You may have read online somewhere or been told that the Moon is gradually moving further away from the Earth, and naturally you wonder whether that's actually true or not....
After all, the internet can be a very unreliable place.
So, is the Moon moving further away?
As you can probably guess from the title, the moon is in fact moving further away (and it's as factual as anything can get!)
But don't just take my word for it.
In this article, we'll discuss the ins-and-outs of why and how the Moon is moving further away.
The good stuff
I say the Moon is moving further away, but it's not like in a few years it will have escaped the Earth's gravitational control - it's moving away by about 4cm every year, and considering that it's over 400,000 km away, 4cm is extremely minimal.
Most importantly though, as always here at Expansive, we must address why this is the case, so read on! (It's not that complicated)
Interactions between the Earth and the Moon mean that the Moon tugs back at the Earth, slowing its rotation down, but conservation of momentum means that the Moon must speed up as a result, and the increase in velocity pushes its orbit further out from Earth.
Sorry, but that's about as short as I'm willing to go!
The long(er) answer?
Let's talk about it.
Image credit - NASA, or more specifically either Neil Armstrong or Edwin Aldrin Jr!
There are 2 key concepts to understand here:
Tidal forces and;
Conservation of momentum
Starting with tidal forces, they're essential the force that both the Earth and the Moon feel due to the other one's gravity.
I have a dedicated article that goes into depth on tidal forces (it also explains why we have the tides here on Earth), so feel free to check that out here, but I'll also give an explanation of it below, albeit a more brief one.
Looking at the Moon's tidal force on the Earth first, we can say that because the side of the Earth that's closest to the Moon experiences a larger gravitational "force" than the side that's not, it feels more of an acceleration towards the Moon which causes the Earth to "bulge" slightly at the equator, and the same effect is happening to the Moon because of the Earth.
This results in the oceans being tugged to the side that's closest to the Moon, which naturally changes as both the Earth rotates and the Moon continues to orbit around the Earth.
The difference between the two, however, is what dictates whether the Moon gets pulled towards the Earth or pushed away.
If the Moon orbits slower than the Earth rotates (which it does), then the resulting bulge of the oceans will create a drag effect on the Earth's rotation, slowing it down.
Hopefully you can image the scenario in your head:
The Moon tugs the Earth's oceans towards it, but since the Earth rotates faster than the Moon orbits, it tugs the oceans against the rotation of the Earth. This causes the frictional force of the oceans moving across the surface to slow the Earth's rotation down.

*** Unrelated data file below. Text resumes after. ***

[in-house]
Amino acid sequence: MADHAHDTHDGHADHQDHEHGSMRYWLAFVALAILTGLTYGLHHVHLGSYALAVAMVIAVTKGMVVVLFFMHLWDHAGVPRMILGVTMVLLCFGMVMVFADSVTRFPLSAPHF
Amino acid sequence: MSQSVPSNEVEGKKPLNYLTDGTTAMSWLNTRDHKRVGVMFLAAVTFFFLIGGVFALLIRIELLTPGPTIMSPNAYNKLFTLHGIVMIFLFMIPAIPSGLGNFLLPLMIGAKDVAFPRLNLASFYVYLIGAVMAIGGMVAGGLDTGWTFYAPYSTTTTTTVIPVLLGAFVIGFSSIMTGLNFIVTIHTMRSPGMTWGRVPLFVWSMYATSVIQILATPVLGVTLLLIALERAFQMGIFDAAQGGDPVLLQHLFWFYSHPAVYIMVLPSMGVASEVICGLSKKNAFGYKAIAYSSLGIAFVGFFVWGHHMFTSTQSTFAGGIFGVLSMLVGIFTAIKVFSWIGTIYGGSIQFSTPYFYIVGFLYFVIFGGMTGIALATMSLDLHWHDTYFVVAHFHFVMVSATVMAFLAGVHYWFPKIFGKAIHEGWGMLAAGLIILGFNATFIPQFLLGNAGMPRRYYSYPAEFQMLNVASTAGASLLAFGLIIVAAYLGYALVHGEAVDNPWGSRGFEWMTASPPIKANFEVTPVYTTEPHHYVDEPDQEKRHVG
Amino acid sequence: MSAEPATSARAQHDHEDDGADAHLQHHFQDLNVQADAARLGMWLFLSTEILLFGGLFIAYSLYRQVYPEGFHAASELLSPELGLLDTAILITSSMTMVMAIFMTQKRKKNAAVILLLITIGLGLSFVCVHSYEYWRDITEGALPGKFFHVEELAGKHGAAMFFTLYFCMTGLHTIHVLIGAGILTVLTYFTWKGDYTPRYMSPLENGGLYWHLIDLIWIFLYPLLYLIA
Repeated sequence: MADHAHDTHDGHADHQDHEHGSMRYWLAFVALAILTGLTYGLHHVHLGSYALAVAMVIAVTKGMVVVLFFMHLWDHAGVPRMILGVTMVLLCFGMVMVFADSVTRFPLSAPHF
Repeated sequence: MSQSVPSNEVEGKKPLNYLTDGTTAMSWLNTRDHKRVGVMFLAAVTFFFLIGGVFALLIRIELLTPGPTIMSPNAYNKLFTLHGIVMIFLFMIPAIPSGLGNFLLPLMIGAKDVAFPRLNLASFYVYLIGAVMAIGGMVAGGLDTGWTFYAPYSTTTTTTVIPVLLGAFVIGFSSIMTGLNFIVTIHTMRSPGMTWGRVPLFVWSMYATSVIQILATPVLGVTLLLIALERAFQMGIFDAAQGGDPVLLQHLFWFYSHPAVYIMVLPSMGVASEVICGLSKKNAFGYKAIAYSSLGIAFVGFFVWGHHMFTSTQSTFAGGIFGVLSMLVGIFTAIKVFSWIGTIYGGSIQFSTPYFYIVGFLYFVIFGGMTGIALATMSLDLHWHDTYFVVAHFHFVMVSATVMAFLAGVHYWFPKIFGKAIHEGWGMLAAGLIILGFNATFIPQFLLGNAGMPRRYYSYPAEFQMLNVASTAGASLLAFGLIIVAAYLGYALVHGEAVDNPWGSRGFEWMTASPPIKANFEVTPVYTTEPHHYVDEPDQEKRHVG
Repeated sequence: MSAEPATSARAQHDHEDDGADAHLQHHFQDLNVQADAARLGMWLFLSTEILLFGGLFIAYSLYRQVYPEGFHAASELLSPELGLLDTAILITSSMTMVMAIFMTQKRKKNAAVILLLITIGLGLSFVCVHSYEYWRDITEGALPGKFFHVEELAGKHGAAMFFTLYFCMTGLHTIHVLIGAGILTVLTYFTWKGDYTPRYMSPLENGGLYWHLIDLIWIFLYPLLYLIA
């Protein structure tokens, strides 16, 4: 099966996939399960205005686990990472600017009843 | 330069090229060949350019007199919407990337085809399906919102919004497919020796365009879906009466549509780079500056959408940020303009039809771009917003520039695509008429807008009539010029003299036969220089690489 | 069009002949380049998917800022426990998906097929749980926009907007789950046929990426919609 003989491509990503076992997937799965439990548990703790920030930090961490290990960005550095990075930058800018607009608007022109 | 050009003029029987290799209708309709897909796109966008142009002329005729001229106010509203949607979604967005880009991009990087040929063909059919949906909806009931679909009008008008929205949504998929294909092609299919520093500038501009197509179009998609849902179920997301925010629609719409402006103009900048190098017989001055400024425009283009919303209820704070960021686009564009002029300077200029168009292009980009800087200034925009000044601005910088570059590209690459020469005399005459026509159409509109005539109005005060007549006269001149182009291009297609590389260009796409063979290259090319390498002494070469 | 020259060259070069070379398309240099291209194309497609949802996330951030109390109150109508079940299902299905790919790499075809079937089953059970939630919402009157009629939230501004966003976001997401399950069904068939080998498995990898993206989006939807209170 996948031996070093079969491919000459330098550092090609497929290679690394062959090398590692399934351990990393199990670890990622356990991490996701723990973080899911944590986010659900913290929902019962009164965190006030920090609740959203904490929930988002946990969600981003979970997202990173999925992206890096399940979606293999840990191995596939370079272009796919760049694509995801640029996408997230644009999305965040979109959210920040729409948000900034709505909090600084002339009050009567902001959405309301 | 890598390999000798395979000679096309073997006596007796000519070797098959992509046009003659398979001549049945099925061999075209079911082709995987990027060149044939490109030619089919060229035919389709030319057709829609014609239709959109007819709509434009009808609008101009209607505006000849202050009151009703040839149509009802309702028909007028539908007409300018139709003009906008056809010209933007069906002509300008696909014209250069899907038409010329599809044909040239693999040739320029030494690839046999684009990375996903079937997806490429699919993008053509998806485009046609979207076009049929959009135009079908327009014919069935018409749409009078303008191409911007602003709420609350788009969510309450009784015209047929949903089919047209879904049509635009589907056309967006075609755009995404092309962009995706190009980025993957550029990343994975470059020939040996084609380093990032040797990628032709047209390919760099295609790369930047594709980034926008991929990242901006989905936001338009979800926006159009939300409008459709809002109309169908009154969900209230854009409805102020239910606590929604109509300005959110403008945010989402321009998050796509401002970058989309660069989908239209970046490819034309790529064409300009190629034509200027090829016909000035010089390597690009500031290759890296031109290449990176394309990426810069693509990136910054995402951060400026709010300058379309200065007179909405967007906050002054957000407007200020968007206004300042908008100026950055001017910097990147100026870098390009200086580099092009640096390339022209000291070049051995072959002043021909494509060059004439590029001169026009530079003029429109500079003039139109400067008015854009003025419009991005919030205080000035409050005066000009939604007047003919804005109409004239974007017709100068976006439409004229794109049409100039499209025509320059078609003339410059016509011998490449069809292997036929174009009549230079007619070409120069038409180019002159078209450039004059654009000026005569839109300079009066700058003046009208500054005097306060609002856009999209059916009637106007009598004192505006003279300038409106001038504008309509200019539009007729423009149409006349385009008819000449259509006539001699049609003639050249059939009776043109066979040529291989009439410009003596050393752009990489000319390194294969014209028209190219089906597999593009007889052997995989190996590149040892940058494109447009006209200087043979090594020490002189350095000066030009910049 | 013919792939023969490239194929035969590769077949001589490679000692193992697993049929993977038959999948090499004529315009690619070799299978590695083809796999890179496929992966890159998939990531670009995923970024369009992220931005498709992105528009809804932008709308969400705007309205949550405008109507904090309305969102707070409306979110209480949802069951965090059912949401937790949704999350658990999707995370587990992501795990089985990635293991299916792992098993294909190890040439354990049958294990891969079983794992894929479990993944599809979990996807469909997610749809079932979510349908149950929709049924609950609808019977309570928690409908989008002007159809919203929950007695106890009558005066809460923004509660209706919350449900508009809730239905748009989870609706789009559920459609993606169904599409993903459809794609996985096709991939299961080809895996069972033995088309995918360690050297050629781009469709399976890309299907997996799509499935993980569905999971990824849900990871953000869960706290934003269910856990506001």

However, due to the conservation of momentum, the Earth can't simply rotate slower, and that's it - there's no other effect....
Remember, energy cannot be created and cannot be destroyed, it can only be transferred between forms.
The Earth loses energy, specifically kinetic energy, when its rotational velocity decreases, but the lost energy must go somewhere - it cannot be destroyed.
In this case, it's transferred to the Moon.
Since the Moon now has more kinetic energy, and kinetic energy = 0.5*mass*velocity², its velocity must increase.
The total potential energy of the Earth would involve the summation of both the Earth's energy due to its movement (kinetic energy) and its rest energy, given by Einstein's famous equation E = mc², and since the Earth is moving at speeds nowhere near the speed of light, we can ignore any relativistic changes in mass.
Therefore, we can simply say that as a result of the Earth losing rotational velocity, the Moon must gain it, except because the Moon is tidally locked to the Earth (we'll talk more about that in a minute), its orbital velocity increases instead.
This increase in velocity means that the Moon's orbit gets pushed further out from the Earth, as it has been accelerated outwards by stealing the Earth's rotational momentum.
Interestingly, as the Moon's momentum increases from stealing the Earth's rotational momentum, eventually, it will reach a point where its orbital velocity is exactly the same as that of the Earth's rotational velocity, and hence it will stay in a fixed position relative to the Earth.
This means that from one side of the Earth, you would never be able to observe the Moon, and from the other it would appear to be in the same place 100% of the time.
Not sure which side would have the moon and which wouldn't, but I'm sure someone out there has made a prediction!
The interesting part is that this is the exact scenario from the Moon's perspective - on one side, the Earth appears to be in the same place 100% of the time, and form the other it's not visible at all. But don't worry, we'll talk more about tidal forces from the Moon's perspective in a minute!